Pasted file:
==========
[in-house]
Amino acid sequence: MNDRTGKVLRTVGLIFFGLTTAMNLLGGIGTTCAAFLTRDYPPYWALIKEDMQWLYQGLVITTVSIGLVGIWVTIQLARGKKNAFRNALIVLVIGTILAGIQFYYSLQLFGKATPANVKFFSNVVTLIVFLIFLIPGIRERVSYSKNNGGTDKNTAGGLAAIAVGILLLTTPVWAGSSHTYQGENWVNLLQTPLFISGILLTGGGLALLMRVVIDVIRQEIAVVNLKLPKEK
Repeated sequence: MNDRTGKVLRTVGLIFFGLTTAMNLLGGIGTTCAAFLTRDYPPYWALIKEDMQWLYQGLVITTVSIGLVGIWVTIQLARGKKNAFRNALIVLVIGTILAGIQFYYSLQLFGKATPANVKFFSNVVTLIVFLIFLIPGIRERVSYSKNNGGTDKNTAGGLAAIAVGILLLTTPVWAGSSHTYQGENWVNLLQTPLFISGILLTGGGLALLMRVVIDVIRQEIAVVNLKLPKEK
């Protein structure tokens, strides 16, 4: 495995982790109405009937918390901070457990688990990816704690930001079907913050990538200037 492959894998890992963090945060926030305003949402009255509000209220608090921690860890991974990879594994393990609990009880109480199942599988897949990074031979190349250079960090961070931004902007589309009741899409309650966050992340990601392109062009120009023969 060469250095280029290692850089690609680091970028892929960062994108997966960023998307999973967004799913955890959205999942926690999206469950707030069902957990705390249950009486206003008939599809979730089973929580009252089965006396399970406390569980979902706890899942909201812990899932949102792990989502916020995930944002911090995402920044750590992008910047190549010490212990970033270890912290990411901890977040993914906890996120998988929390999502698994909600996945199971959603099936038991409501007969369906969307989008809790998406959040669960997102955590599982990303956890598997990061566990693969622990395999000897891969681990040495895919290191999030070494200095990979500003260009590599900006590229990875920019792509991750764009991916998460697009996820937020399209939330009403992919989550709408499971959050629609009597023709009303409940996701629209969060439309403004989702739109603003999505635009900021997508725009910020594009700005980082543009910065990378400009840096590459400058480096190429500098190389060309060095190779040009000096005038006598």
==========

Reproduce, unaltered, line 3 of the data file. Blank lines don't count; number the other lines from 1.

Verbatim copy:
Repeated sequence: MNDRTGKVLRTVGLIFFGLTTAMNLLGGIGTTCAAFLTRDYPPYWALIKEDMQWLYQGLVITTVSIGLVGIWVTIQLARGKKNAFRNALIVLVIGTILAGIQFYYSLQLFGKATPANVKFFSNVVTLIVFLIFLIPGIRERVSYSKNNGGTDKNTAGGLAAIAVGILLLTTPVWAGSSHTYQGENWVNLLQTPLFISGILLTGGGLALLMRVVIDVIRQEIAVVNLKLPKEK